T5 Lighting Guide: Tips on How to Use Large T5 Grow Light Fixtures Effectively

T5 grow lights are a top pick among growers in 2020, and it’s been this way for decades. This fluorescent tube lighting is efficient, budget-friendly, and easy to use, so it makes sense that many growers are still opting for T5s over the more expensive LED and HPS systems.

Before you start using T5 fixtures in your grow room, there are a few things you should know so that you can use them as effectively as possible. Sure, fluorescent lights are efficient and affordable, but any light system can go wrong if executed without doing the right research. Start here in this guide to T5 lighting.

What Is T5 Lighting?

T5 grow lights are a type of fixture that uses fluorescent bulbs. The ‘T’ represents the shape of the bulb, which is tubular, and the ‘5’ represents the size, which is ⅝-inch in diameter. Although many growers are now utilizing other types of bulbs, like LEDs, T5 lighting is still considered the industry standard for the early stages of plant development.

How Do T5s Compare to Other Fluorescent Lights?

In this article on the best T5 grow lights available, Cannabis Growing Canada says that “there are other types of fluorescent grow lights, like T8 and T12 bulbs, but T5 bulbs are the go-to since they’re the most efficient and the cheapest grow lights to run. The others have basically become obsolete because there’s really no comparison between the other guys and T5s.”

In terms of sizing, any type of fluorescent lighting, whether it’s T5, T8, or T12, can come in different lengths. The standard length options for indoor gardens are 2 feet and 4 feet, but no matter which size you go with, T5s are the most efficient while also producing the least amount of heat.

Benefits of T5 Lights for the Development of Indoor Plants

Efficiency is the #1 reason for growers to utilize T5 lighting in a grow room setup. These energy-efficient light bulbs “typically use about 25%-80% less energy than traditional incandescents, saving you money” (according to Energy.gov) and they have a lifespan that’s 3 to 25 times longer than incandescents.

On top of that, T5 lighting is affordable. Unlike LEDs, which are also insanely efficient, a large T5 light fixture won’t break the bank. Similar to LESs, T5 grow lights don’t give off too much heat, which is an added benefit for grow rooms with low ceilings and fewer ventilation options.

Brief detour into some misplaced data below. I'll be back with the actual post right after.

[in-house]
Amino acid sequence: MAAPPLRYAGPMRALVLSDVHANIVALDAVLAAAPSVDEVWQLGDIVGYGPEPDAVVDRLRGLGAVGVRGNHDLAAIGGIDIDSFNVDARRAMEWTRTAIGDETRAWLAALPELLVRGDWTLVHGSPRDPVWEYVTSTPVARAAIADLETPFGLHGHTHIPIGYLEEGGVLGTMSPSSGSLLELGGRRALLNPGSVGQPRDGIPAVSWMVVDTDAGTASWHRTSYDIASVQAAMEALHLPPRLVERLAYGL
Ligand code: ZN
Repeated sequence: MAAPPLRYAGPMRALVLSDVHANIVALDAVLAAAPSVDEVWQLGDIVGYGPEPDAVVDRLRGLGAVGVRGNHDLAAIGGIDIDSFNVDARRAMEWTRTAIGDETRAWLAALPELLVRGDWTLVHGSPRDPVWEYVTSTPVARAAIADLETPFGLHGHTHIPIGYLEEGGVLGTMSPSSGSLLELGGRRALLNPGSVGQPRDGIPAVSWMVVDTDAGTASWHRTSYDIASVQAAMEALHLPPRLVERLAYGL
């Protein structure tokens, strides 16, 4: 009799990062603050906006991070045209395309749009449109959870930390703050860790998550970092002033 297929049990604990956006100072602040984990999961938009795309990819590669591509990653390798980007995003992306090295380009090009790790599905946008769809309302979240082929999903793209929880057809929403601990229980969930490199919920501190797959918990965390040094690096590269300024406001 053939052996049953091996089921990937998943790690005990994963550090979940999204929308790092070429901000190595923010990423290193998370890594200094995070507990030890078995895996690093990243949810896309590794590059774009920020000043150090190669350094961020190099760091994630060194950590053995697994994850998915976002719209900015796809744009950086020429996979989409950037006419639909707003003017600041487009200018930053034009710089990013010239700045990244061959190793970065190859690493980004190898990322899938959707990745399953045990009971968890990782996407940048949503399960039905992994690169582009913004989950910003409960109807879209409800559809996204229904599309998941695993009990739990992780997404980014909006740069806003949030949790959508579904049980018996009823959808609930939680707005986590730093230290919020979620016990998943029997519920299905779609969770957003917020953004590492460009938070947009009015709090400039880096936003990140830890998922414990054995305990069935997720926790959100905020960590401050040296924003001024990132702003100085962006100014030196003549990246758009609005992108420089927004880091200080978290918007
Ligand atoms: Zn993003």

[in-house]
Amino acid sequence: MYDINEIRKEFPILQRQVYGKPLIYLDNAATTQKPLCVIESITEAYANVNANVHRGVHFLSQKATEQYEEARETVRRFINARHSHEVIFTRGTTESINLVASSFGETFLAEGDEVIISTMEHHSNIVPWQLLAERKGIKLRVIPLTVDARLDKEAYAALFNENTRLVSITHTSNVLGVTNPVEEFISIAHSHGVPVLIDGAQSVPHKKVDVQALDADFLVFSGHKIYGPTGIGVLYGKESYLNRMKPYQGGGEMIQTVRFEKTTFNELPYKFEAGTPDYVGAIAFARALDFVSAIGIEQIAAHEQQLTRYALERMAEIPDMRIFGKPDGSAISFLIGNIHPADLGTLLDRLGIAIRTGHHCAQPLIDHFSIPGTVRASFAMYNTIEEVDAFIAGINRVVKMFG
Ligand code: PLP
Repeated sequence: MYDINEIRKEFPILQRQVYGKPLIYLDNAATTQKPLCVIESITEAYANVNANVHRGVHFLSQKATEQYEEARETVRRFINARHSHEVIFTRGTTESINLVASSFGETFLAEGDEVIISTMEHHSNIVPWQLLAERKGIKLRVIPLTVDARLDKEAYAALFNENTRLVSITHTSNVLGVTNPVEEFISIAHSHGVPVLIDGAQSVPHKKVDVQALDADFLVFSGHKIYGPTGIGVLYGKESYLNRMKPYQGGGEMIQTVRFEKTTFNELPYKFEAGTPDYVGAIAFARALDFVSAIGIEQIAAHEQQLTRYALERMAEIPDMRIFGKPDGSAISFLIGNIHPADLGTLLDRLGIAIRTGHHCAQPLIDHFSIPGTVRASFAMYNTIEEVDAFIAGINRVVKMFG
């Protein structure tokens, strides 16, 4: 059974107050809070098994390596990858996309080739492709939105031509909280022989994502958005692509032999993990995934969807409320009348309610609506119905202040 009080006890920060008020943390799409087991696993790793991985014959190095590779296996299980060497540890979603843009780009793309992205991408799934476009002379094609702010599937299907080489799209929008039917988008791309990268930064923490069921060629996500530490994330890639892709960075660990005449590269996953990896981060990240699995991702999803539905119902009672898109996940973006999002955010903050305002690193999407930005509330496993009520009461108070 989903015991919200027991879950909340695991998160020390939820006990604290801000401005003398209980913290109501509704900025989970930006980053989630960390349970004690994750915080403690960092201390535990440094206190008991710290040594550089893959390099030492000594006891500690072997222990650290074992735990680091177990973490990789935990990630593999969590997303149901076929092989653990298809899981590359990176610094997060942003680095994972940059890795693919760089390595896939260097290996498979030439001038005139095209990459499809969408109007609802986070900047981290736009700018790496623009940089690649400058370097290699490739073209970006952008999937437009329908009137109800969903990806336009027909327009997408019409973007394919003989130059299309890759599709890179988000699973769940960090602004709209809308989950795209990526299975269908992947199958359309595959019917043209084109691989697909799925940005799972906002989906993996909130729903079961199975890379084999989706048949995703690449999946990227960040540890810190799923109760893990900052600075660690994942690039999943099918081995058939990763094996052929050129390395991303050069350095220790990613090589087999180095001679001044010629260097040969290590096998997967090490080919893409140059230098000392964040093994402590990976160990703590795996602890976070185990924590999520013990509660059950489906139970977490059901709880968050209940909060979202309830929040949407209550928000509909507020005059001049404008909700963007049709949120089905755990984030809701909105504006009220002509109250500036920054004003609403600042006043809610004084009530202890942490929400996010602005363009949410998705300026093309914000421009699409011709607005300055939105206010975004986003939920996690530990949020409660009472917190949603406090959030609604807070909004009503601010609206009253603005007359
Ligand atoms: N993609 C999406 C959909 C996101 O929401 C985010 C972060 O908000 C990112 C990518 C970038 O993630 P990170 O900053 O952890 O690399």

Flaws of T5 Lighting

No type of grow room lighting is perfect, and with all the pros come a few cons. The first drawback of T5 grow lights is that the light they produce isn’t far-reaching. This means that you have to hang the lights very close to the plants in order for it to penetrate the canopy. The good news is that the low heat output of T5 allows you to do this without burning the plants.

The light from T5s isn’t known to emit outwards (only downwards) so you’ll definitely want a fixture that’s built with quality reflectors. That’s not a huge deal, though, since it’s a good idea to have quality reflectors no matter the lighting you choose.

When to Use T5 Grow Lights

One thing that is important to realize about fluorescent lighting like T5s is that they’re not generally used for an entire grow op. Although a complete beginner or a grower with 2 plants in a closet grow room might use T5s all the way through, a commercial or more advanced grow system would probably use a mixture of T5s and another higher-output system, like HPS lights.

Although it is definitely possible to use T5 lighting through flower and get pretty decent yields, the better option is to make the switch from T5 lighting to something strong once the plants reach a maximum of 24 inches in height. That way, the crop will get an extra boost during the flowering stage, which will likely result in denser, bigger buds.

Helpful Tips for Using Large T5 Grow Light Fixtures

No matter the type of lighting you go with, the most helpful tip to remember is that it’s all about the layout. Before you start growing, draw a layout of the grow room based on square footage and the number of plants you plan on growing within the room or tent. Then you can choose the right T5 lights based on their wattage.

Hanging Distance

In terms of hanging distance from the plant canopy, try to hang your T5s as close as possible to the plants without burning them. While other lights have to be hung farther away as to not singe the plants, fluorescent lighting is only useful within about a foot. If any part of a plant is further than 12 inches from the light, chances are it will suffer.

Consider Using HO T5s

High output T5 lighting is more effective for delivering photosynthetically active radiation to a plant (PAR). We won’t get into all the science of it, but PAR is specific wavelengths of light that are best utilized by plants for photosynthesis. High output T5s are better at delivering these wavelengths than standard T5s, so look for the letters “H-O” on a fixture before buying it.

Don’t Assume that Heat Isn’t An Issue

One of the biggest benefits of T5 lighting is the low heat output, but that doesn’t mean you can assume they give off no heat whatsoever. All lights give off heat, and even though T5 lighting runs cooler than other types of lights, every grower still needs to be concerned with light temperature.

You could argue that monitoring heat is even more important with T5 lighting since these fixtures need to hang close to the canopy. Even though plants don’t usually die-off from heat, they can still be negatively affected by poor temperature control, so keep a close eye on this (even with T5s).

All in all, T5 lighting is a great addition to any grow room. These fixtures may not be quite as powerful as high-intensity lights and they may not be as efficient as LEDs, but T5s still have a lot going for them.